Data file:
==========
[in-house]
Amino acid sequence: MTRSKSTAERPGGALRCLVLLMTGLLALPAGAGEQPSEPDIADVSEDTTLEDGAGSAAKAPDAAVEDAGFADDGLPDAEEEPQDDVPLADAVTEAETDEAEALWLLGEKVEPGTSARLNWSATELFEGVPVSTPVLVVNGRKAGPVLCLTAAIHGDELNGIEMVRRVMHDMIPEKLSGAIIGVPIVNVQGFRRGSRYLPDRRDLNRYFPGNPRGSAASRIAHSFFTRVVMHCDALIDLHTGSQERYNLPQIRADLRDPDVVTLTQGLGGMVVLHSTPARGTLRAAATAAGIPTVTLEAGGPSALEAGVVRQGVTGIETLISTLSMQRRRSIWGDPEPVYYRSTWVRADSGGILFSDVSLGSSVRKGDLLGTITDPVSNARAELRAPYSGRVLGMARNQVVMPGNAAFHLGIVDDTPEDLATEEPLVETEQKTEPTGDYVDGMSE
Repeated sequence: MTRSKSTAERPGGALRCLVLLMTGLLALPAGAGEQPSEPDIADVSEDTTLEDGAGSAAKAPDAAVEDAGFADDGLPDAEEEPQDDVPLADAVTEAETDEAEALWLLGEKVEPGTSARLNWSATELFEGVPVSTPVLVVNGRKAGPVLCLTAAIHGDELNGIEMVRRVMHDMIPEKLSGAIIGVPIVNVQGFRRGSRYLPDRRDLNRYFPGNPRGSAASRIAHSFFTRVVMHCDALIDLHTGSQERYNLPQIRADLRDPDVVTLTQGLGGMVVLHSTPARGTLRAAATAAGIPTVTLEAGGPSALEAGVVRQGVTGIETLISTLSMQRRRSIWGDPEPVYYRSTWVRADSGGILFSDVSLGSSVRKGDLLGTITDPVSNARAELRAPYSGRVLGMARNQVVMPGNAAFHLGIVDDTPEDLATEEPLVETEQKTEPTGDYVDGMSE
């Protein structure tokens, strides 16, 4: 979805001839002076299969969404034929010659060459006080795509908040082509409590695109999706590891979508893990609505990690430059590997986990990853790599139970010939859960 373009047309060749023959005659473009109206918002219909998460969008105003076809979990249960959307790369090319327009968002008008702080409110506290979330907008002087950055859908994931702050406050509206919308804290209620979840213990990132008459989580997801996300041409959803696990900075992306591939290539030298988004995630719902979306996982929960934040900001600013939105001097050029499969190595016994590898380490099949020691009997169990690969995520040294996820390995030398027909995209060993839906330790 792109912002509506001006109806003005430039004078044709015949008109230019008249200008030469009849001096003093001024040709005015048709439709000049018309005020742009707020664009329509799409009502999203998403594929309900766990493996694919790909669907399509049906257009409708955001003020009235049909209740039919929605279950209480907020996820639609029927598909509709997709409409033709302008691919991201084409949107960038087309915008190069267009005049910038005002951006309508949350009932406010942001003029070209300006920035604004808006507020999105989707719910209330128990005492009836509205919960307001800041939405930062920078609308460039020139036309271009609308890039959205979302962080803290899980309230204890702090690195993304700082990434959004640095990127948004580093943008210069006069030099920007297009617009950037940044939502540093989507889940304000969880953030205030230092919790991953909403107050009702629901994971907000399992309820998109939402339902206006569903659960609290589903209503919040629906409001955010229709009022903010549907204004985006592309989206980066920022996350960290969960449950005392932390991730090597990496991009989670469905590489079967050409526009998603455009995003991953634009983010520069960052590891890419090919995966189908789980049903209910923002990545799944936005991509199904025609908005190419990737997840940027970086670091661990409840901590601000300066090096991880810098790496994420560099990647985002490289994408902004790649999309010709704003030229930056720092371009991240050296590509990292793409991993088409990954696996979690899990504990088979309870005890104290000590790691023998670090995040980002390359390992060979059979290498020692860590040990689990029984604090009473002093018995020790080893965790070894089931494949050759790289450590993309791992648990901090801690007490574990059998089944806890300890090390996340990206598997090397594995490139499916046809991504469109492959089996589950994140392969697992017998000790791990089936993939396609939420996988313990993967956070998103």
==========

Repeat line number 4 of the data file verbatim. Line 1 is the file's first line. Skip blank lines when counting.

């Protein structure tokens, strides 16, 4: 979805001839002076299969969404034929010659060459006080795509908040082509409590695109999706590891979508893990609505990690430059590997986990990853790599139970010939859960 373009047309060749023959005659473009109206918002219909998460969008105003076809979990249960959307790369090319327009968002008008702080409110506290979330907008002087950055859908994931702050406050509206919308804290209620979840213990990132008459989580997801996300041409959803696990900075992306591939290539030298988004995630719902979306996982929960934040900001600013939105001097050029499969190595016994590898380490099949020691009997169990690969995520040294996820390995030398027909995209060993839906330790 792109912002509506001006109806003005430039004078044709015949008109230019008249200008030469009849001096003093001024040709005015048709439709000049018309005020742009707020664009329509799409009502999203998403594929309900766990493996694919790909669907399509049906257009409708955001003020009235049909209740039919929605279950209480907020996820639609029927598909509709997709409409033709302008691919991201084409949107960038087309915008190069267009005049910038005002951006309508949350009932406010942001003029070209300006920035604004808006507020999105989707719910209330128990005492009836509205919960307001800041939405930062920078609308460039020139036309271009609308890039959205979302962080803290899980309230204890702090690195993304700082990434959004640095990127948004580093943008210069006069030099920007297009617009950037940044939502540093989507889940304000969880953030205030230092919790991953909403107050009702629901994971907000399992309820998109939402339902206006569903659960609290589903209503919040629906409001955010229709009022903010549907204004985006592309989206980066920022996350960290969960449950005392932390991730090597990496991009989670469905590489079967050409526009998603455009995003991953634009983010520069960052590891890419090919995966189908789980049903209910923002990545799944936005991509199904025609908005190419990737997840940027970086670091661990409840901590601000300066090096991880810098790496994420560099990647985002490289994408902004790649999309010709704003030229930056720092371009991240050296590509990292793409991993088409990954696996979690899990504990088979309870005890104290000590790691023998670090995040980002390359390992060979059979290498020692860590040990689990029984604090009473002093018995020790080893965790070894089931494949050759790289450590993309791992648990901090801690007490574990059998089944806890300890090390996340990206598997090397594995490139499916046809991504469109492959089996589950994140392969697992017998000790791990089936993939396609939420996988313990993967956070998103």